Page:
The dance instructor at our school is a friend, and she is a bundle of energy.. working late into the night, hemming costumes and tweaking the show, even on the night before opening. And, with all that she has on her mind, she still takes time to bake cookies to bring in for the crew on the second night of the production.

On Friday evening, one of the dancers hurt her ankle. She could not complete the show, and she was a no go for last night’s performance as well. Our instructor worked with dancers yesterday afternoon to fill the gaps. And still, with all of the last minute changes, she showed up in the booth last night with a tray of cookies for the crew and a box of brownies for me.. What a thoughtful human being as well as a wonderful colleague..

The first act went off without a hitch – I was even able to fix a minor issue that we had experienced the night before with one of the songs.. The second act was a different story.. We had made the decision to run the music from a cd player through our system… In fact, it was a last minute thought to transfer the music to my computer and that was only so that I could burn a cd at a later date! The first number of the second act went fine.. the second number skipped.. i did not catch the first skip, as I was concentrating on looking ahead for the next cue, but there was no missing the second skip.. or the third one.. or the huge one that followed that! The dancers looked to us in the booth.. the teacher came running into the booth, along with her husband, and we stopped the song..

I must admit that it took a couple of seconds for the gravity of the situation to sink in. I thought that we would back up and start over.. but what if it skipped again.. which it most certainly would! ” why are we playing the whole show from the cd?” she said.. ” because we had an issue getting both channels to play from our computer” I replied.. “well, we need to switch back to the computer.. where is your computer?” she asked. my heart sank.. “at home” … ” I will be right back” and with that i sprinted out the door and across the street.. so thankful that i was still living on campus!! Within minutes i was back in the booth. we plugged the computer into the board.. hit play and pushed the slider for the volume.. nothing.. this was the second time that my gut started to churn.. I looked at her husband, who just happens to be a sound guy.. and asked him to look over the connections with me.. everything was in place.. and then, all of a sudden, there was sound.. we could finish the show, using the tracks from my computer.. I would like to say that it was smooth sailing from that point on, but that is not quite the case.. a few mis cues and one instance where my finger was hovering over the mouse, and I ended up stopping the song, but i quickly recovered.

The dancers showed a lot of poise considering the situation. and our instructor? well, she walked off and calmed down.. and then thanked me afterward.. I was quiet for a second or two. and then I asked ” do i get to keep the cookies?” she smiled and gave me a hug… They were great! jt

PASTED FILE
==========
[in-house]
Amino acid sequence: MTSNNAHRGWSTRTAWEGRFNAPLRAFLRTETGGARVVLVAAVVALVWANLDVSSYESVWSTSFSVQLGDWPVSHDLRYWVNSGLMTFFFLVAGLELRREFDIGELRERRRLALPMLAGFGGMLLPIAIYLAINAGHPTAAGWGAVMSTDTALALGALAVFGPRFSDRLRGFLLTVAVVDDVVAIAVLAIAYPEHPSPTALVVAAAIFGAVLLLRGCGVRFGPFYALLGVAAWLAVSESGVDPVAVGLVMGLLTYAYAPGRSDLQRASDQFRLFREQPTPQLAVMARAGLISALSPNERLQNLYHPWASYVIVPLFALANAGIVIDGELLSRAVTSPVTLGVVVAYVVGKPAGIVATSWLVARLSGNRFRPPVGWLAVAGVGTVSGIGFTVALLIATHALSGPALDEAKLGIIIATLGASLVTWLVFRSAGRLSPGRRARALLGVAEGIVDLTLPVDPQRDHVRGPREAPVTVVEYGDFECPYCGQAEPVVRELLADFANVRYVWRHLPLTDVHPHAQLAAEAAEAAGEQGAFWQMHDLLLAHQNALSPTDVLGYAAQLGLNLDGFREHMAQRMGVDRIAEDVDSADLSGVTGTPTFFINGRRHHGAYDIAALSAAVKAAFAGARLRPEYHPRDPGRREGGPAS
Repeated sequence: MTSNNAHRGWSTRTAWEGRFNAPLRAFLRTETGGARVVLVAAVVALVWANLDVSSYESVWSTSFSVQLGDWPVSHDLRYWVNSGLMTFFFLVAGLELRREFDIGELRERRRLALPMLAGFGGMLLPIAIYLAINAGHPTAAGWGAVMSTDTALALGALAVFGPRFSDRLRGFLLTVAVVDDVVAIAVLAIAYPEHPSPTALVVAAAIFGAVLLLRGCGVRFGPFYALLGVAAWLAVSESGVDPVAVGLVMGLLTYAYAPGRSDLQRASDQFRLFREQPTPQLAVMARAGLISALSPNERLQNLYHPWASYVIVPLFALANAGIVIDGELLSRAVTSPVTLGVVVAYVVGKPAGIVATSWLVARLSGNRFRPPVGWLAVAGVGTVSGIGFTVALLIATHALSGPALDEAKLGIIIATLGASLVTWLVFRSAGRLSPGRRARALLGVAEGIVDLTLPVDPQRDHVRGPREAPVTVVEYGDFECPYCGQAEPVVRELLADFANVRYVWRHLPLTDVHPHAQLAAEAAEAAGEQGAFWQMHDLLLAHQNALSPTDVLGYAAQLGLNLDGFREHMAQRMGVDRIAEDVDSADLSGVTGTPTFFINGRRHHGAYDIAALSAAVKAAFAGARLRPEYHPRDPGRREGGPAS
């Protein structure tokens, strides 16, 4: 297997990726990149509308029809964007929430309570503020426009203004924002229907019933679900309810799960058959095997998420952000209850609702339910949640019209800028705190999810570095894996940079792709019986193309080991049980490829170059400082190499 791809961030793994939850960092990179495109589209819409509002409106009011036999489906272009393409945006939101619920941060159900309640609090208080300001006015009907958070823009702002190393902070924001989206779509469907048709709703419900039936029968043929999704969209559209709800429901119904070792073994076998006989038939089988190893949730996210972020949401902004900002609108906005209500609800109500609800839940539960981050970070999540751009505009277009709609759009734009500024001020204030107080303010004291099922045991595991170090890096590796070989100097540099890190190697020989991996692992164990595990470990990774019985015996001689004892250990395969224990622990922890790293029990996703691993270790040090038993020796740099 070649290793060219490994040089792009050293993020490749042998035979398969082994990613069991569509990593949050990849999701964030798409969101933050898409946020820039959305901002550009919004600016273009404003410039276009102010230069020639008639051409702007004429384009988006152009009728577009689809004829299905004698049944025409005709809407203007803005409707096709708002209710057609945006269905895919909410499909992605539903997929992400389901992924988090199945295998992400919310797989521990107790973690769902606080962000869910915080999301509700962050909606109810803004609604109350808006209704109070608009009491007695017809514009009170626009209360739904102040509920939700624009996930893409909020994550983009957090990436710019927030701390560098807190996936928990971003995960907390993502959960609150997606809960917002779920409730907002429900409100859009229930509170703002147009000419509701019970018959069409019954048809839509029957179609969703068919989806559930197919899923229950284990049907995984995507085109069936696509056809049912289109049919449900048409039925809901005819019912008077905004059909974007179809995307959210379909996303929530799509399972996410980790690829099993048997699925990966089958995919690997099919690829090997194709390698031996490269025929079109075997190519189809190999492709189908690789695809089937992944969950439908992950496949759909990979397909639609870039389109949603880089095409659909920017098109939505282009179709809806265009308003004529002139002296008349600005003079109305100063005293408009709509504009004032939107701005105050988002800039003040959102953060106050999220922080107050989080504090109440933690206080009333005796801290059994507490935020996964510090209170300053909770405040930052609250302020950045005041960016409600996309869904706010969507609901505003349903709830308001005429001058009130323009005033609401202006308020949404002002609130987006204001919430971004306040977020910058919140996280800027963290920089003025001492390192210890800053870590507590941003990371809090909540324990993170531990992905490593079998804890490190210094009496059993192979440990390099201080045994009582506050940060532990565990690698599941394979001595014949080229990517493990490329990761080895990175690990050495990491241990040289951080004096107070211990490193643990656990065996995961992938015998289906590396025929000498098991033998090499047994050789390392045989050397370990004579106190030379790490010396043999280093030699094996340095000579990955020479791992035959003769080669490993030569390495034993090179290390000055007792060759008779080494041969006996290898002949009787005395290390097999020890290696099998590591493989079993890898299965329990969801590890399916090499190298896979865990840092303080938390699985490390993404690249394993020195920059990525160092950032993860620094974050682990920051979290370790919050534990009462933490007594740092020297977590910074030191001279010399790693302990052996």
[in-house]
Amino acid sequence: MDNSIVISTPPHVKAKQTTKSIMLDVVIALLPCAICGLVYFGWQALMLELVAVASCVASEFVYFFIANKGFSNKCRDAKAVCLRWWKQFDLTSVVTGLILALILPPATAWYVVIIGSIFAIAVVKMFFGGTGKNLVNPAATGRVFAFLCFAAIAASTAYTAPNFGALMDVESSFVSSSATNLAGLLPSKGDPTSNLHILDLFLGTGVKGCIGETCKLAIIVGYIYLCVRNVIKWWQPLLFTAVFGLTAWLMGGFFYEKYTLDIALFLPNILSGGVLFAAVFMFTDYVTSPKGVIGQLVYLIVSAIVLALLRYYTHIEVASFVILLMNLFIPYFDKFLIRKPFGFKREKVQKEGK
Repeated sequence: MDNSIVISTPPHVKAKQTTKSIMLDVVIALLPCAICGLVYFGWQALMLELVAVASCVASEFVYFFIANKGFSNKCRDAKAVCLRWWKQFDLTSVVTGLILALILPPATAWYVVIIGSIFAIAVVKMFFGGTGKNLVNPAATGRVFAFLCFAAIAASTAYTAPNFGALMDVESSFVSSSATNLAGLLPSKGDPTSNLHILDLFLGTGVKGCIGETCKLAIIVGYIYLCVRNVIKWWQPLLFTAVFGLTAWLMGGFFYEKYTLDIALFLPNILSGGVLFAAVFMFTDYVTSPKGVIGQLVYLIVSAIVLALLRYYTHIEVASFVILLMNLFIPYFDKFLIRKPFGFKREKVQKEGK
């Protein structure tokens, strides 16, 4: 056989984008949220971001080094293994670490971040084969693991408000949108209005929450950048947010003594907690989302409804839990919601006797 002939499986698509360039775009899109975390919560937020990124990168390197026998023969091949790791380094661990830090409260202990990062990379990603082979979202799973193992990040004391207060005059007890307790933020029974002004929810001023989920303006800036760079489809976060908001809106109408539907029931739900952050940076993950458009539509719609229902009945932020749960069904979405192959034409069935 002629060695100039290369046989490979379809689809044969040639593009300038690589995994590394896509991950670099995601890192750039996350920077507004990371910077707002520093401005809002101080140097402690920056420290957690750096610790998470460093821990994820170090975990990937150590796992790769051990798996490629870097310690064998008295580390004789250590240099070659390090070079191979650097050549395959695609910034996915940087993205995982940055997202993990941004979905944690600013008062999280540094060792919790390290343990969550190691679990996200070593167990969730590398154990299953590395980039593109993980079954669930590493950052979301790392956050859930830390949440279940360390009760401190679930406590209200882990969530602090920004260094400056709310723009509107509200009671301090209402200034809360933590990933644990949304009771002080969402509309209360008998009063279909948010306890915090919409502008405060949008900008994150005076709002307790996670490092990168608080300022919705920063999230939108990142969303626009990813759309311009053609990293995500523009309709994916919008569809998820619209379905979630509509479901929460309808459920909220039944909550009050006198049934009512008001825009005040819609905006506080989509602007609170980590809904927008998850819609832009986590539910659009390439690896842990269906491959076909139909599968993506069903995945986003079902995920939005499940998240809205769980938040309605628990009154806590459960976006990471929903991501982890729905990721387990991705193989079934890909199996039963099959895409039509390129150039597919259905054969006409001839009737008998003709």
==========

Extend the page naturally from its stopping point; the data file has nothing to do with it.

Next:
Approaching the Seaside Heights Bridge

Approaching the Seaside Heights Bridge

This is actually not about the bridge at all, or even sailing for that matter.. But I just could not enter another post without a pic! However, for the record, this is a pic taken as i was about to go under my first draw bridge.. I asked the operator what the current clearance was.. he said 28 feet. My mast is at 30 feet, so I told him I would wait for him to raise it on the half hour.. 10 minutes later the bridge began to rise.. as i was passing through the operator got on the radio and told me that it was not necessary for him to raise the bridge for me next time.. ok.. let me think about that for a minute.. clearance = 28 feet.. i need 30 feet.. maybe i was at the bottom of a swell when he happened to look out of his window??

well. on to the story.. the opening scene from this story actually took place.. the rest is the product of my imagination 🙂

The meeting never would have occurred if Ralph had not allowed technology into his life. He was somewhat philosophically opposed to owning a cell phone, and he had long resisted the daily advertising pressure ,which suggested that he was the only living being on the planet who did not posses one. But, in the end, he broke down and purchased the simplest phone that he could find, the one with no frills. He simply could not imagine ever needing to take a picture with a phone. And, what was so great about texting – a word that had yet to be included in his personal dictionary.
That evening, Ralph had barely made it through the front doors of Barnes and Noble when the obnoxious tone of his phone sounded, accompanied by the harsh vibrating action which he had yet to figure out how to eliminate. A glance at the screen indicated that the person on the other end of the line was his son. He answered the call saying, “Hi Erik, hold on a minute.” Quickly he turned to exit the store, still feeling self-conscious about talking on a phone in such a public space. As the door swung closed behind him, he pondered the appropriateness of the phrase “ other end of the line” it just did not seem applicable when the call was, in fact, wireless!